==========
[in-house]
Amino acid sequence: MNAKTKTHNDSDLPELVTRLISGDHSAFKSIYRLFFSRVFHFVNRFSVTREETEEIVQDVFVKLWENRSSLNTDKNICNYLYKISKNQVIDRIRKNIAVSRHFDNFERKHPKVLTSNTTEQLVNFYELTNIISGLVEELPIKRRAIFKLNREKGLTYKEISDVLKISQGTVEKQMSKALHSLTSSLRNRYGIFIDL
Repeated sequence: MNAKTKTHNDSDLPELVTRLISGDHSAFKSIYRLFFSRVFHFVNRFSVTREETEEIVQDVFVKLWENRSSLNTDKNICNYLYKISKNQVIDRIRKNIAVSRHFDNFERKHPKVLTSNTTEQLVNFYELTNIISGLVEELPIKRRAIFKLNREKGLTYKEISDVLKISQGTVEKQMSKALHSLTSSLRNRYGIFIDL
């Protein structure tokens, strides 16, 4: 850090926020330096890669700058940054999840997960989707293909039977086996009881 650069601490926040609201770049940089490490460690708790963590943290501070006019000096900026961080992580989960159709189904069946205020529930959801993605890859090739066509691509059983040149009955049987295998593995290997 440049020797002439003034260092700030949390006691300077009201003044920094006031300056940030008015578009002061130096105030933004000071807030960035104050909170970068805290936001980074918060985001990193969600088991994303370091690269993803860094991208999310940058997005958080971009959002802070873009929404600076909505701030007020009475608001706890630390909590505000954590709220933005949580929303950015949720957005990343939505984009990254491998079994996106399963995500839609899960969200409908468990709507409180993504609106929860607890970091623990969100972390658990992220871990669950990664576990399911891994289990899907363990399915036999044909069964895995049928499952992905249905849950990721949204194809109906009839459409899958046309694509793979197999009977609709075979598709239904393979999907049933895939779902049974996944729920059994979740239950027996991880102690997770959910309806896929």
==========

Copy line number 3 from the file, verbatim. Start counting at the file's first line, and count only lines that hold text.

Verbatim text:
Repeated sequence: MNAKTKTHNDSDLPELVTRLISGDHSAFKSIYRLFFSRVFHFVNRFSVTREETEEIVQDVFVKLWENRSSLNTDKNICNYLYKISKNQVIDRIRKNIAVSRHFDNFERKHPKVLTSNTTEQLVNFYELTNIISGLVEELPIKRRAIFKLNREKGLTYKEISDVLKISQGTVEKQMSKALHSLTSSLRNRYGIFIDL